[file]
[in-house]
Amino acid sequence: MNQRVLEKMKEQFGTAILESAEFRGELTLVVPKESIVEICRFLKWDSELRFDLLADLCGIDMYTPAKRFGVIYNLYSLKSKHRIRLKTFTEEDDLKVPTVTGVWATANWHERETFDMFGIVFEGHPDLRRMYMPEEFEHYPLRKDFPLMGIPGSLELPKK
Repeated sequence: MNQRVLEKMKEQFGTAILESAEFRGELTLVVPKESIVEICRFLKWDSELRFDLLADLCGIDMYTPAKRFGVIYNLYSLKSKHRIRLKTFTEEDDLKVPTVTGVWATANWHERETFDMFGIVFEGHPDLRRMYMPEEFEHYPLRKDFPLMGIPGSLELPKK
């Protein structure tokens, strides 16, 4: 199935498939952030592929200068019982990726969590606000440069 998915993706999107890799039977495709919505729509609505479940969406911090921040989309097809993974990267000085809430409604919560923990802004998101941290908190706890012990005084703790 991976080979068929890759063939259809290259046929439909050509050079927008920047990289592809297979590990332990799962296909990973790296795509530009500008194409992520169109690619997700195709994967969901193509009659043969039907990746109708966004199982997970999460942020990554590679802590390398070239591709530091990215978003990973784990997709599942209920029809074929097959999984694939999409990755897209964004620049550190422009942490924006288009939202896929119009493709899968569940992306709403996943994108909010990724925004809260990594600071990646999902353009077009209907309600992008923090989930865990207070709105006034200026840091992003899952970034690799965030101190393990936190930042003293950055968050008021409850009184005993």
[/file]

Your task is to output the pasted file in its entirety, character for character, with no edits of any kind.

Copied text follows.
[in-house]
Amino acid sequence: MNQRVLEKMKEQFGTAILESAEFRGELTLVVPKESIVEICRFLKWDSELRFDLLADLCGIDMYTPAKRFGVIYNLYSLKSKHRIRLKTFTEEDDLKVPTVTGVWATANWHERETFDMFGIVFEGHPDLRRMYMPEEFEHYPLRKDFPLMGIPGSLELPKK
Repeated sequence: MNQRVLEKMKEQFGTAILESAEFRGELTLVVPKESIVEICRFLKWDSELRFDLLADLCGIDMYTPAKRFGVIYNLYSLKSKHRIRLKTFTEEDDLKVPTVTGVWATANWHERETFDMFGIVFEGHPDLRRMYMPEEFEHYPLRKDFPLMGIPGSLELPKK
């Protein structure tokens, strides 16, 4: 199935498939952030592929200068019982990726969590606000440069 998915993706999107890799039977495709919505729509609505479940969406911090921040989309097809993974990267000085809430409604919560923990802004998101941290908190706890012990005084703790 991976080979068929890759063939259809290259046929439909050509050079927008920047990289592809297979590990332990799962296909990973790296795509530009500008194409992520169109690619997700195709994967969901193509009659043969039907990746109708966004199982997970999460942020990554590679802590390398070239591709530091990215978003990973784990997709599942209920029809074929097959999984694939999409990755897209964004620049550190422009942490924006288009939202896929119009493709899968569940992306709403996943994108909010990724925004809260990594600071990646999902353009077009209907309600992008923090989930865990207070709105006034200026840091992003899952970034690799965030101190393990936190930042003293950055968050008021409850009184005993």